• Saw society as a body that needed all its parts to function in harmony. Durkheim was, like Comte, a Frenchman who believed very much in the notion of a science of society. Durkheim elected to pursue this approach by using an analogy of society to the human body, and aspects of society like religion, the economy, politics—these are often referred to as social institutions—as parts of the body. He saw that these various social organs or parts had an effect on people, and also on society as a whole.

Durkheim wanted to understand what society needed to function harmoniously, and additionally wanted to be able to diagnose the problem when a social issue arose. One important example was Durkheim’s study of suicide, which is typically understood to be a personal problem, but which Durkheim approached sociologically. What he found was that people with either too much or too little connection to society or who, for whatever reason, felt a sense of normlessness (anomie) were more likely to commit suicide, as were people of certain religious traditions or those who lived under particular types of political systems. In all this, Durkheim was also busy trying to understand the way the changes wrought by industrialization were affecting individuals and societies. Durkheim’s theoretical perspective is often described as consensus theory.

Karl Marx (1818–1883)
• In seeking to explain social change Marx looked primarily to the economy. • Developed what is called a materialist conception of history, whereby the economy, and not values, culture, or ideas, drives social change. • Focused primarily on the ills of capitalism and its class system. Predicted that ultimately the class conflict built in to the capitalist system would lead to its demise and that a new, classless society would emerge.

Marx’s ideas have had a great deal of influence, both within sociology and in world political history.

Marx took a very different approach to understanding social change. Unlike Durkheim, Marx was never actually a professional sociologist. His training was largely in philosophy and economics, and his career was largely as a politically active journalist who found himself exiled from his native Germany. Marx eventually settled in England, where he became increasingly focused on the lives of urban laborers in the expanding factory system. He then spent much of his career describing in exquisite detail the workings of the capitalist system and the exploitation it wreaked on workers. He juxtaposed the wealth and power of the bourgeoisie (the capitalists) with the poverty and servile nature of the proletariat (the workers). What Marx saw was an inevitable revolution where the proletariat would rise up and overthrow the bourgeoisie. What followed would be a new kind of society where no single, small class would control all the resources. As you are likely aware, for much of the second half of the twentieth-century, an ideological Cold War was waged between democratic, capitalist countries (mostly in the West) and those that claimed communist or socialist forms of organization (mostly in the East). These communist and socialist regimes claimed a Marxist ideology, but in practice they deviated in significant ways from Marx’s own ideals.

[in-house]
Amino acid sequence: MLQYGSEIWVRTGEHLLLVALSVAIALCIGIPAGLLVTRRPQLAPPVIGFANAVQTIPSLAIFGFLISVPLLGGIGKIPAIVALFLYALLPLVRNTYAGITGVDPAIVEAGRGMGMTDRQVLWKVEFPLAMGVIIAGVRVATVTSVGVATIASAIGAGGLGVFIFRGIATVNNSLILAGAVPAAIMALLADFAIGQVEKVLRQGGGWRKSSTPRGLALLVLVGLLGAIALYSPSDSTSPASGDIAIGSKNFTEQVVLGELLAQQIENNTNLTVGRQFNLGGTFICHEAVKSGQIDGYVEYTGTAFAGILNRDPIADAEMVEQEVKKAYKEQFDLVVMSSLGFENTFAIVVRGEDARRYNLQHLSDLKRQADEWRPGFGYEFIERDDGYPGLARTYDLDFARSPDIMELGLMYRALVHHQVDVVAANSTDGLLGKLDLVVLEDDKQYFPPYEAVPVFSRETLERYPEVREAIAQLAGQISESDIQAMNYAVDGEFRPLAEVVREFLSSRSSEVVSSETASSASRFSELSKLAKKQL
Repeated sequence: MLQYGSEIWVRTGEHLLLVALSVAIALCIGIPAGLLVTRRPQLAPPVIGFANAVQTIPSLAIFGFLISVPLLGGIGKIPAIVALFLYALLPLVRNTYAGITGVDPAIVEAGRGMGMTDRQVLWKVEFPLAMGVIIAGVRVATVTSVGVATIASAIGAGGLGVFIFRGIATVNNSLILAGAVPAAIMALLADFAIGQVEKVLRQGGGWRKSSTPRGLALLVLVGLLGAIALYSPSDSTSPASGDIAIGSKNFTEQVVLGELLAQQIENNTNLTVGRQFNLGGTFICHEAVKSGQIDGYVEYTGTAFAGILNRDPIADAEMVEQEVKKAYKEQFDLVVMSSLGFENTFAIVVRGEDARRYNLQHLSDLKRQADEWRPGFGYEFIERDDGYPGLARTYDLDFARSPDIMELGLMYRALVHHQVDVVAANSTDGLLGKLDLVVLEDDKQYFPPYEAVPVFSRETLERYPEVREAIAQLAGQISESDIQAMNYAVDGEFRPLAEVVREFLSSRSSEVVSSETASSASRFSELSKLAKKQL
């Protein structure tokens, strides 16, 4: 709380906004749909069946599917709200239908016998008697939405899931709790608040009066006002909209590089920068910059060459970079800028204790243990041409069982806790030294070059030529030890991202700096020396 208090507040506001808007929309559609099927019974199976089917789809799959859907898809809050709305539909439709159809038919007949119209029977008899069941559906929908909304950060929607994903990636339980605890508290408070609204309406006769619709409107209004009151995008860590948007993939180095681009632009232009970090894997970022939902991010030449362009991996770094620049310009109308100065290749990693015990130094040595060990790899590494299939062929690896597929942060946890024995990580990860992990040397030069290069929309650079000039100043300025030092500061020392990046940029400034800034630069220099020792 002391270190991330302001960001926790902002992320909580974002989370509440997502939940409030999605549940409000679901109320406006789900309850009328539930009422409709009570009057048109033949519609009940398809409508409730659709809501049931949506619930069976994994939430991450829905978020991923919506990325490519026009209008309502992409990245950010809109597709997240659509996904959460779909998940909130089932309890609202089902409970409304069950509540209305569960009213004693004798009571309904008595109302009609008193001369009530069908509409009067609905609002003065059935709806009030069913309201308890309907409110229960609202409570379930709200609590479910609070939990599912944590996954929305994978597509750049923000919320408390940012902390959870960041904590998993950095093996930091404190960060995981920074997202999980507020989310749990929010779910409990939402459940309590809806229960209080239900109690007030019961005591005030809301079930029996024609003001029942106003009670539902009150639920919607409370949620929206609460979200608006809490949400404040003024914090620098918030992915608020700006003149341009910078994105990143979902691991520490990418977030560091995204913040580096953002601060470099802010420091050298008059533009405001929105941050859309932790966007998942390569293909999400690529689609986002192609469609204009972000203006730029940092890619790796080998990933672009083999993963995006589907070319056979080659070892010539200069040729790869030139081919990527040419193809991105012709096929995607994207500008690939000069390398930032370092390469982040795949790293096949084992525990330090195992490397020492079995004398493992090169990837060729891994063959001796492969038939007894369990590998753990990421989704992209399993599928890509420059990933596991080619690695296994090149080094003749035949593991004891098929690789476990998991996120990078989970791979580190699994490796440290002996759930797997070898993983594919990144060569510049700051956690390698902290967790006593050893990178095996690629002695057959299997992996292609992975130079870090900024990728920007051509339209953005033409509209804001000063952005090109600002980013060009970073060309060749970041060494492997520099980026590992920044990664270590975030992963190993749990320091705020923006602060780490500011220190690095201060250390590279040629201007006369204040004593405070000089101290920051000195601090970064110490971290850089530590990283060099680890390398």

Max Weber (1864–1920)
• Though he, too, was interested in explaining social change, Weber saw power, not only in the economy, but also in ideas and values.
• In particular Weber argued that Christianity, in the form of the Protestant work ethic, played an important role in the development of capitalism. • Was also interested in the increasing rationality of the social world and studied the structure of bureaucracies.

Studied many other aspects of social life, including religion, law, and power, and was always attuned to the ways people make meaning out of life.

Weber is said to have been arguing with the ghost of Marx in much of his work. While he surely agreed with Marx that changes in the economy—namely industrialization—played a critical role in the broader shifts taking place in society, Weber also

(Lecture Notes: Chapter 1) 4
emphasized the importance of culture and ideas. In The Protestant Ethic and the Spirit of Capitalism, Weber put forward a nowfamous thesis wherein certain aspects of Calvinist theology had an affinity with certain aspects of early capitalism. This was one example of how culture (in this case, Protestant Christianity) could play an important role in the development of a major social system (capitalism).